Induction of the diving reflex, by immersion of the face in cold water (2 degrees C) while the breath was held, converted paroxysmal atrial tachycardia to sinus rhythm within 15-35 seconds in seven patients (aged 22-66). Four had histories of heart attacks that had previously required vasopressor therapy, and two had been digitalised; three had no history of prior paroxysmal atrial tachycardia or heart-disease.
Failure of the pacemaker is a common complication of pacemaker therapy. Identification of the disorder responsible for the failure to pace is often difficult. An increase in myocardial threshold can result in nonconduction of the artificial impulse, particularly near the end of the life of the battery, when the output of current has started to decline. This report demonstrates such an increase in myocardial resistance which was apparent only upon massage of the carotid sinus.
Lithium salts have been widely used for several years in the treatment of manic-depressive psychosis. Various side-effects of lithium salts have been described. The present case report present two patients in whom sinus node dysfunction leading to syncope was caused by lithium. One of the cases showed signs of depressed sinus node function even when not on lithium, but no symptoms arose until lithium treatment was commenced. The second case showed no signs of depressed sinus node function when lithium was withdrawn.
We investigated 76 patients with carotid sinus syndrome followed over a time period of 12-40 months (mean 24 months). In 27 patients long-term ECG were recorded over 24 hours continuously. Carotid Doppler sonography was performed in all patients. 14 patients were studied electrophysiologically. The long-term ECG examinations in patients with carotid sinus syndrome showed a significant tendency to nocturnal bradycardia, and normal heart frequency during the day. In 41% of patients extracranial obstruction of internal carotid arteries could be demonstrated.
A prospective study examined the diagnostic yield and therapeutic efficacy of electrophysiologic studies in patients with SUO. We defined SUO as those syncopal or near-syncopal events remaining unexplained after a standardized, noninvasive evaluation that included a history, physical examination, routine laboratory screening, EEG, nuclear brain scan or CAT scan, 12-lead ECG, chest x-ray, orthostatic vital signs, bedside carotid sinus massage, and at least 24 hours of continuous ECG monitoring.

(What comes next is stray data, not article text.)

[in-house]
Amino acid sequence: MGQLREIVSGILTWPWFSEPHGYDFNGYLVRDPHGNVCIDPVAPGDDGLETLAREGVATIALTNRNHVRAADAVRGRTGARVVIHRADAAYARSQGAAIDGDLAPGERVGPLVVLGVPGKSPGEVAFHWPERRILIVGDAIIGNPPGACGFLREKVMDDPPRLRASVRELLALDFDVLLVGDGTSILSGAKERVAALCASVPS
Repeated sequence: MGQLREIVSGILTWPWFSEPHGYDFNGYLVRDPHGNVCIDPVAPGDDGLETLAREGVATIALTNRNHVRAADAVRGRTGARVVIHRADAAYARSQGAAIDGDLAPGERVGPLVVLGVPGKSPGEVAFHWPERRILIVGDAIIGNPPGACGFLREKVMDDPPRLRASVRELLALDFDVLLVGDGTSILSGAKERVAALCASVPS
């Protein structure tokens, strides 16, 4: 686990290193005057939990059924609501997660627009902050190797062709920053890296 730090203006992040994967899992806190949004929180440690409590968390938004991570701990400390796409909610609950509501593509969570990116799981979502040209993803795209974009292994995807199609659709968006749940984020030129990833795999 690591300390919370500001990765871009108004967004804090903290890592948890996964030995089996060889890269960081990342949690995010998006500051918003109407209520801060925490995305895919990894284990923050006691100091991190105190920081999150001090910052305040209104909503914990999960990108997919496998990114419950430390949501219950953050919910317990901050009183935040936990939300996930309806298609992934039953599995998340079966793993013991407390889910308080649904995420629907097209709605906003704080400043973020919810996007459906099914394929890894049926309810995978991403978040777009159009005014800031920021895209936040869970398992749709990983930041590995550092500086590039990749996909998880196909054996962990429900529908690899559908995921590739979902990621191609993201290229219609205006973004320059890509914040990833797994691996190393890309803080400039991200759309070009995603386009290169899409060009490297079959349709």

Because syncope may occur intermittently in patients with carotid sinus hypersensitivity, a knowledge of its natural history is needed as a basis for interpreting the usefulness of therapy. Fifty-six consecutive patients are described (47 men and 9 women; mean age 61 years) with carotid sinus hypersensitivity and syncope in whom 24 hour ambulatory monitoring and intracardiac electrophysiologic study revealed no other cause for the syncope. The mean duration of symptoms was 44 months (range 1 to 480) and the mean number of episodes was 4.0 (range 1 to 20).
In a 64-year-old male, recurrent syncope, hypotension and bradycardia developed repeatedly. The systolic blood pressure fell and could not be measured by auscultation method and the heart rate decreased to under 20 bpm. He recovered from unconsciousness in several minutes. No precipitating cause was apparent for such episodes. Physical examination revealed swollen lymph nodes in the upper cervical regions. Carotid sinus massage caused a fall of systolic blood pressure by 40 mmHg and the P-P interval lengthened to 1.96 sec. The otolaryngeal examination showed neoplasma in the pharynx.
The aim of the study was to evaluate the importance of atrial synchronism for pacing therapy of patients with mixed carotid sinus syndrome. On 23 patients (21 m, 2 f; mean age 69 +/- 8 years) affected by symptomatic mixed carotid sinus syndrome we performed: 1) the study of ventriculo-atrial conduction, 2) the evaluation of pacemaker effect and 3) the carotid sinus massage in standing position during VVI and DVI temporary pacing. All patients received a permanent DVI pacemaker and then underwent a two-month period single-blind, randomized, cross-over study on DVI vs VVI mode.
The aim of this study was to evaluate the importance of atrial synchronism for pacing therapy of patients with mixed carotid sinus syndrome. In 23 patients (21 m, two f; mean age 69 +/- 8 years) affected by symptomatic mixed carotid sinus syndrome we performed: (1) Research of ventriculo-atrial conduction, orthostatic hypotension and pacemaker effect; and (2) Carotid sinus massage in the standing position during VVI and DVI temporary pacing.
131 patients received permanent pacemakers to treat their hypersensitive carotis sinus syndrome (HCSS). Prior to implantation, HCSS was diagnosed whenever spontaneous episodes of faintness or dizziness (n = 25) or syncope (n = 106) coincided with an abnormal response to carotis sinus massage (asystole greater than 3 s). 123 patients were followed for 48 +/- 27 months after implantation to assess the value of pacemaker therapy. 77% of all patients were free of initial symptoms. 90% of patients with syncope prior to pacemaker therapy were free of recurrence.